Article
John Murray · Mar 3, 2016 2m read

Class Projections and Projection Classes

The purpose of this post is to raise the profile of a powerful mechanism that has long been available to us, and to open a discussion about ways in which it can be used or abused.

You can read more detail about the mechanism here. To summarize, your class definition can use the Projection keyword to reference one or more projection classes. A projection class can implement methods that get invoked at key points in the lifecycle of your class.

A projection class must extend %Projection.AbstractProjection and will typically implement at least one or the following methods:

  • CreateProjection
  • RemoveProjection

CreateProjection will be called after your class has been compiled. RemoveProjection will be called just before your class is recompiled, or just before it is deleted.

I think one of the original uses of this mechanism was to generate Java files that implemented a Java projection of a Caché class. Since then, it has been used more extensively and become more sophisticated. In 2015.2 I counted twenty-four %-classes that derive from %Projection.AbstractProjection.

Apart from how InterSystems uses the mechanism I have also seen it exploited in other ways. Here are a couple of examples:

  • UMLExplorer ships as an XML file containing four classes. One of these is a projection class called ClassExplorer.WebAppInstaller, which ingeniously projects itself:
Class ClassExplorer.WebAppInstaller Extends %Projection.AbstractProjection
{

Projection Reference As WebAppInstaller;
...

So when this class is compiled its CreateProjection method executes, performing whatever steps the developer coded there. In this case it adds a web application called /CacheExplorer, but it could do anything that the permissions of person compiling the class allow.

  • A site using our Deltanji source code management tool created a utility projection class. Whenever they are deploying a piece of work that requires some installation steps to run in a target namespace, they implement those steps in a deployment class (D) that has a projection referencing their utility projection class (P). Then they bundle (D) with the piece of work. When (D) gets loaded and compiled in a target namespace the CreateProjection method of (P) is automatically invoked, and is passed the classname (D), allowing it to invoke methods of (D).

If you've seen projection used in other ways, or if you've devised a novel use yourself, please share it as a comment on this post.

One more thought from me at this point. The mechanism means we should probably think twice before compiling during import an XML file whose contents we aren't sure we can trust. The scope for a malicious projection class is great.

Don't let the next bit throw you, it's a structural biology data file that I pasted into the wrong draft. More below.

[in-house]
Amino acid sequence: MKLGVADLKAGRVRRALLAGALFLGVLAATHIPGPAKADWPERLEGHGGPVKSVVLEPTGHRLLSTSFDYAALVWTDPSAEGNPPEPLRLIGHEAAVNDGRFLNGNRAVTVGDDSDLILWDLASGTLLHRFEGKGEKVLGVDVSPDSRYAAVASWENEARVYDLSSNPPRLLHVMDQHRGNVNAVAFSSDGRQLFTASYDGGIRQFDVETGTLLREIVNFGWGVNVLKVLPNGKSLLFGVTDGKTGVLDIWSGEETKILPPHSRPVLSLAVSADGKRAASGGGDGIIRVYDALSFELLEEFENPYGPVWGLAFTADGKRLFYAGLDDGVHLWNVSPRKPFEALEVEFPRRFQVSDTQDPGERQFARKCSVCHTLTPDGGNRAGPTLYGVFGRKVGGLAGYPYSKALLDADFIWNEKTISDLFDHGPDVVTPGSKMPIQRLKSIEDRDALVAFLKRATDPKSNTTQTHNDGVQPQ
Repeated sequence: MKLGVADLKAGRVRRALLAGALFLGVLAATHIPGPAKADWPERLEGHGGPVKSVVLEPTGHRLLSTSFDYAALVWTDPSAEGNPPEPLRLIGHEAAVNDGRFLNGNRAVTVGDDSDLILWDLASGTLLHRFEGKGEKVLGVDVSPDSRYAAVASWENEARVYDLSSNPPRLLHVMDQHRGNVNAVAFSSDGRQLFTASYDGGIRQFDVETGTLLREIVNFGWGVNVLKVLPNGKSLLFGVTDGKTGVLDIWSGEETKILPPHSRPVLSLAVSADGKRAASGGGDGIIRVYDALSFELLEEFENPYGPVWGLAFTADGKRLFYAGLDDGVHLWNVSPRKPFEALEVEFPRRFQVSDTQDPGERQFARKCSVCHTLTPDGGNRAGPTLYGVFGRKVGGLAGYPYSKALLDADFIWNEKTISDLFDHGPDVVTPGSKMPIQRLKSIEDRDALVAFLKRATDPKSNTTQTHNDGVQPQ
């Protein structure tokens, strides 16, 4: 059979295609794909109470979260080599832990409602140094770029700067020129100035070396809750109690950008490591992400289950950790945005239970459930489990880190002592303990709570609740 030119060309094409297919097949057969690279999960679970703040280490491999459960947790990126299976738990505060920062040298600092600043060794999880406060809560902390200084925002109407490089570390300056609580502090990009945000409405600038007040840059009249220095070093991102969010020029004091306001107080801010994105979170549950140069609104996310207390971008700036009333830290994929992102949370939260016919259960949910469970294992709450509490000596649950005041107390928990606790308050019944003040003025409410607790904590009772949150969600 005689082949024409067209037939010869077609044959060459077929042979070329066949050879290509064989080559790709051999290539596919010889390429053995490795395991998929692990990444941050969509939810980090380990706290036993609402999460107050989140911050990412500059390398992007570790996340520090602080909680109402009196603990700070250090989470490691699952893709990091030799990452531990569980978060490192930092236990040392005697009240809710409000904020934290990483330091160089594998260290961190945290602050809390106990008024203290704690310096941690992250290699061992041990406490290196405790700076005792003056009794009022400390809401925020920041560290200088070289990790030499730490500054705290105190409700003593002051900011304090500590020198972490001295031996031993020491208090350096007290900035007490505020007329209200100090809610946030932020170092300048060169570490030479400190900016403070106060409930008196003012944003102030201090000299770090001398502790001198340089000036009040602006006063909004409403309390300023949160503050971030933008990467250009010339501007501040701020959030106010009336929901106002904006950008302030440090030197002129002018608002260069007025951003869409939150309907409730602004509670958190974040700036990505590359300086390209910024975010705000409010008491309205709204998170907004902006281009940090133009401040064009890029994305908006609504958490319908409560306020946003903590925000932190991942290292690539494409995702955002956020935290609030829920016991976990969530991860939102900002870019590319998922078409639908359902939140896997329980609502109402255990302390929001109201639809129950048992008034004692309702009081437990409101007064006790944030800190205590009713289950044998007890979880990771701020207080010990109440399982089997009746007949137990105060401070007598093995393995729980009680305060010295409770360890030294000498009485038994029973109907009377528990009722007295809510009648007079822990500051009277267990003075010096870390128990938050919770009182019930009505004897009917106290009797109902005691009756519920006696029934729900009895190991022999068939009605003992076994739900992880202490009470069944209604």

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The same security precautions would be for generator methods which can execute any code as well during compilation.

And for any macro definitions which contain ##Expression, ##Function, #Execute and ##SafeExpression.  Also #If, #IfDef, #IfNDef conditions (any Caché ObjectScript expression) are evaluated at compile time.

Also ##Expression macro preprocessor command can be masked and distributed along several macros (which in turn can be distributed across several inc files). For example consider the following class:

Class Utils.Macro Extends %RegisteredObject
{

/// do ##class(Utils.Macro).Test()
ClassMethod Test()
{
    #define Tab #
    #define Indent $$$Tab$$$Tab
    #define Start Expre
    #define End ssion($$$Call)
    #define Call ##class(Utils.Macro).GenerateNewClassObject(%classname)
    #define All $$$Indent $$$Start$$$End
    set b=$$$All
}

ClassMethod GenerateNewClassObject(cls As %String)
{
    zw
    // custom logic depending on class may be implemented
    q "##class("_cls_").%New()"
}

}

Note, that in this example full-text search for ##Expression would yield nothing.

In here GenerateNewClassObject method would be executed on Utils.Macro class compilation. because $$$All macro would be evaluated to:

##Expression(##class(Utils.Macro).GenerateNewClassObject(%classname)

Which in turn would be evaluated on the last line:  set b=$$$All where GenerateNewClassObject would be called by ##Expression command.

 

So I guess don't compile Caché ObjectScript from untrusted sources at all or check carefully what you compile.

Yes, %Projection mechanism is quite convenient tool to automatically setup things upon simple recompilation.

Nikita Savchenko (author of this mentioned UMLExplorer ) is now working on an article for  HabraHabr site [in Russian] where he explains usage scenarious of that  %Projection facilities in more details. My assumptin is that soon after this post will be translated to English.

Here are few usage cases I was involved lately: